Two senior figures from the NHS have been appointed to lead an inquiry into the design, building and maintenance of Scotland’s largest hospital.
The inquiry comes after two patients died at Queen Elizabeth University Hospital in Glasgow after they contracted an infection linked to pigeon droppings.
Dr Brian Montgomery, the former medical director and interim chief executive of NHS Fife, and Dr Andrew Fraser, the director of public health science at NHS Health Scotland, will jointly lead the work.
Their appointment was announced by Health Secretary Jeane Freeman.
She said: “The Scottish Government will provide a further update to Parliament detailing the remit of the review once Drs Fraser and Montgomery have considered their approach to the review, which will follow the principles outlined in Professor Alison Britton’s report into the handling of independent reviews in Scotland.”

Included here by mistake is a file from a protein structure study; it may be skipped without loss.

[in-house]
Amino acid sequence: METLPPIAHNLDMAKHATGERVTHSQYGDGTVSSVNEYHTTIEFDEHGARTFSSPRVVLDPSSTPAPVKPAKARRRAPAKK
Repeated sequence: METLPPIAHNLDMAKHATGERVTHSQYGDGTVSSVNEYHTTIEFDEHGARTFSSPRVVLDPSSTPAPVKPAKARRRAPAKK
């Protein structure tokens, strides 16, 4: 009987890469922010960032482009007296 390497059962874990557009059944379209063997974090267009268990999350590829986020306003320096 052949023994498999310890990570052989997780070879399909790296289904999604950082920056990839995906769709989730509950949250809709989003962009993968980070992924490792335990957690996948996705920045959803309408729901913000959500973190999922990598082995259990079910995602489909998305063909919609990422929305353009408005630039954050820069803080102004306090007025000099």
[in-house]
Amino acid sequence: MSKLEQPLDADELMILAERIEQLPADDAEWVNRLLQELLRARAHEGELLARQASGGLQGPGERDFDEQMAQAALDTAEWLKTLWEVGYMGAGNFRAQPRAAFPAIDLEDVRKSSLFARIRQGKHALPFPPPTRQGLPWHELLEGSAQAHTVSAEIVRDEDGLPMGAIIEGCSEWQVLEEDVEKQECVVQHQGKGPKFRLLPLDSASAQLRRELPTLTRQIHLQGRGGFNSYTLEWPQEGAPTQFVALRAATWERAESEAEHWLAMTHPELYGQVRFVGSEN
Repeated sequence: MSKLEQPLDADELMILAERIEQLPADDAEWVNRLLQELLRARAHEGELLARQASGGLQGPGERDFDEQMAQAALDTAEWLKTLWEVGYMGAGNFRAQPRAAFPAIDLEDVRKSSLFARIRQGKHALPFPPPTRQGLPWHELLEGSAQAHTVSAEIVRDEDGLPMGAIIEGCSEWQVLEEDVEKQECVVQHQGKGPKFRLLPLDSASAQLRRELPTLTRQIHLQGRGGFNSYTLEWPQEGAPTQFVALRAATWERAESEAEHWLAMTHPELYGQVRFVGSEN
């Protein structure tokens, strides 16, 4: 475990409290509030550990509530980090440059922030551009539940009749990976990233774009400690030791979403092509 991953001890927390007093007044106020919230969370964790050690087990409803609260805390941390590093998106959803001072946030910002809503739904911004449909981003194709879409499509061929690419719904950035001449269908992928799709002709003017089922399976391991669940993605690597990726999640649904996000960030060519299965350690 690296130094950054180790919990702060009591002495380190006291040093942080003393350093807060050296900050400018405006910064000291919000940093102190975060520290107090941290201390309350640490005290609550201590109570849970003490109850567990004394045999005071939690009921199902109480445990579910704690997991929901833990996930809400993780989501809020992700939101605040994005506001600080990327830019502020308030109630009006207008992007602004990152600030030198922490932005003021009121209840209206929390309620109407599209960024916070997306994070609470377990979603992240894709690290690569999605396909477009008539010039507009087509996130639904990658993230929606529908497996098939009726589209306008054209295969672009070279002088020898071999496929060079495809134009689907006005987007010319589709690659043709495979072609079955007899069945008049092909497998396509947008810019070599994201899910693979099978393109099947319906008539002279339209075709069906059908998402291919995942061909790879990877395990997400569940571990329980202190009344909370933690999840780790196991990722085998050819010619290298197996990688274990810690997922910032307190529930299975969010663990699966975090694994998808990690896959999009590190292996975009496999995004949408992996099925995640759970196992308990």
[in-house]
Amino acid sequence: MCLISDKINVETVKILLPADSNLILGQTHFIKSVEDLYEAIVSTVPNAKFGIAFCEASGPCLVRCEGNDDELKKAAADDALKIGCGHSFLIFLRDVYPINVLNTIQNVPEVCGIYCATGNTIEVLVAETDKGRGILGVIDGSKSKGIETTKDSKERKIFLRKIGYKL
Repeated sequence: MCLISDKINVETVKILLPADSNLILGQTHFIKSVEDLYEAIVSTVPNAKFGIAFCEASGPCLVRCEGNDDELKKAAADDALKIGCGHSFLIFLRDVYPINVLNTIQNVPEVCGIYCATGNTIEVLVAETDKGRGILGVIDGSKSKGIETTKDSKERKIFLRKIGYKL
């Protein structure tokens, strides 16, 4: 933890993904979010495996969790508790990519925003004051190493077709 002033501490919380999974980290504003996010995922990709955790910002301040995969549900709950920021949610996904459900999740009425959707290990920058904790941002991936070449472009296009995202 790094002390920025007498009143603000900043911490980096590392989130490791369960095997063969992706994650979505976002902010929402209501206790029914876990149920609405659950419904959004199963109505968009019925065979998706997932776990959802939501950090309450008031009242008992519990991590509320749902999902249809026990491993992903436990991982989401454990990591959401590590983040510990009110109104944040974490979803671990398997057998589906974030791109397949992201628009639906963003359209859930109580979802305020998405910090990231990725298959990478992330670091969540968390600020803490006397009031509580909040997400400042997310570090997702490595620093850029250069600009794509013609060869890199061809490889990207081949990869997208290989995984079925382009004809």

The inquiry comes after the Crown Office announced it was looking into the death of a 73-year-old woman and a 10-year-old boy at the hospital.
Both patients died after catching the cryptococcus infection, which is linked to pigeon droppings, with Ms Freeman last week telling MSPs she understood that “public confidence has been shaken” by such incidents.
As well as the deaths at the Queen Elizabeth University Hospital, two premature babies died after contracting staphylococcus aureus at the Princess Royal Maternity Hospital, also in Glasgow, in January.